Understanding the impact of sports related games

Students share their reactions to games like Wii Sports and Just Dance

Meggie Chen

A staple in many households, games such as Just Dance and Wii Sports have long topped the charts as some of the most popular games ever developed. Wii Sports is the best-selling single-platform game of all time, and Just Dance is one of the most successful Wii Games ever made. By reimagining an activity that isn’t accessible to everyone — exercise — in a more consumable format — video games — it’s no surprise that sports-based video games are so popular.

Yet, these video games also find themselves in a place beyond just exercise for fun among people who play the actual sports themselves. For junior Karly Bower, who bowls occasionally with friends for fun, Wii Sports was a “game of [her] childhood.” Wii Sports bowling, especially, was her favorite. She explains that while Wii Sports bowling does have some differences to the actual sport itself, she’s always enjoyed it regardless.

Similarly, sophomore Vanshika Turkar, who has played tennis for six years, feels as if the Wii Sports tennis game is similar enough to the actual game; however, it ultimately doesn’t accurately reflect the experience of playing actual tennis, though she jokes that she doesn’t get as sweaty.

“In the actual game, it’s a lot more active — you can actually feel yourself hitting the ball which is really important in tennis,” Turkar said. “In the Xbox version, you’re practically just swinging your arms so it’s not as interactive.” 

On the other hand, P.E. teacher Dasha Plaza, who supplements her teaching with Just Dance, believes that the game does have its strengths and can help MVHS students pick up the basics of dancing.

“It gives you a new way of learning on the screen — you have to be able to pick up choreography, so that, as a dancer, is already really useful,” Plaza said. “Trying to follow that musicality, that’s something that you can use in any dance classes, so you definitely relate as a dancer.”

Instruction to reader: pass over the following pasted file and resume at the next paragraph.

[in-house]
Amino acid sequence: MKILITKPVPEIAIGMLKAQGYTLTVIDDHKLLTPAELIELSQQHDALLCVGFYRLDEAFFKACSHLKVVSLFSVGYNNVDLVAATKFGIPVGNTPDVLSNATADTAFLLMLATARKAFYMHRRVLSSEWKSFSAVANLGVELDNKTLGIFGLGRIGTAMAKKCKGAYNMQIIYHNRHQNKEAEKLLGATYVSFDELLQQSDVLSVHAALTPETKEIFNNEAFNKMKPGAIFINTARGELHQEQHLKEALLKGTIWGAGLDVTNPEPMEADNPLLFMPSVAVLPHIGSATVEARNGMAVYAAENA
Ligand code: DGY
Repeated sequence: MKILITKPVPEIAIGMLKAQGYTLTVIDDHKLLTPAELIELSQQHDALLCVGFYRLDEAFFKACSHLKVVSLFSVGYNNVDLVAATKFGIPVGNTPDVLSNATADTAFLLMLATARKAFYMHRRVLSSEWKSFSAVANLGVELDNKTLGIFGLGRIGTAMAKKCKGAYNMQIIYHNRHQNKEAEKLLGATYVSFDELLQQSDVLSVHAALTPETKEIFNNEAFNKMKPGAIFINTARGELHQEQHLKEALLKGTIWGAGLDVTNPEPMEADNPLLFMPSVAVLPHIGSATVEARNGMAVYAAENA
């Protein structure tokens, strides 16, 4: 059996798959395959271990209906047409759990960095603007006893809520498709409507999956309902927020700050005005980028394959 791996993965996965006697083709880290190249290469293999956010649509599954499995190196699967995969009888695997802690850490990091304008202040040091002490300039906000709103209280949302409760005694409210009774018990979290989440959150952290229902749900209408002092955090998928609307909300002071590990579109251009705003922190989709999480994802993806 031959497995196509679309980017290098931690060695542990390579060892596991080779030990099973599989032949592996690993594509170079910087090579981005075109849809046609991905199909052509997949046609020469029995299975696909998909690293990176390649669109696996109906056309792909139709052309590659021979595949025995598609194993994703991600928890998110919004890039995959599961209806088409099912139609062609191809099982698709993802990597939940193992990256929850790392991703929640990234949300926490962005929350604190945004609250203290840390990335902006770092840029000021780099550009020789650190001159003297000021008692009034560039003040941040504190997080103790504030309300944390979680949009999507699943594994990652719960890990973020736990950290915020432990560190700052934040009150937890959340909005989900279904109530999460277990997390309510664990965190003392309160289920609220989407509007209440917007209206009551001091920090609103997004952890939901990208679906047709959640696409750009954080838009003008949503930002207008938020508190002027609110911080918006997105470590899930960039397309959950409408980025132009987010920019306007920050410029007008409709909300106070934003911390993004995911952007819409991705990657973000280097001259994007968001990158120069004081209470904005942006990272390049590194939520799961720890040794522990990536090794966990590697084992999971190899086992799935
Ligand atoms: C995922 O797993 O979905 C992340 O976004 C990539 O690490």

Plaza also notes that the game has improved leaps and bounds since she first began to use it. There is now much more variety in the music, from hip hop to KPop, and the movement has become “less cartoony and more realistic.” There’s also been a lot of improvement in terms of musicality and choreography in general, though she says ultimately, she wouldn’t utilize it to help develop good foundations or improve technique.

Turkar agrees with the sentiment, saying that unless the person is actually holding a ball and swinging a racquet, they’re “not going to be able to actually experience [tennis].”


Bower concurs, stating that there doesn’t seem to be much technique behind Wii bowling, but that she enjoys it nevertheless. And that seems to be the catch – that despite not being overly realistic, sports-based video games are still a wonderful way to expose others to the sport, and more simply, to just have fun.

“In the past, our students were introduced to two different rhythmical elements of dance [but] they don’t always relate to it,” Plaza said. “But [they do] enjoy the popular pop songs and [even] enjoy just step[ping] together. You can definitely [use] Just Dance to enjoy dance.”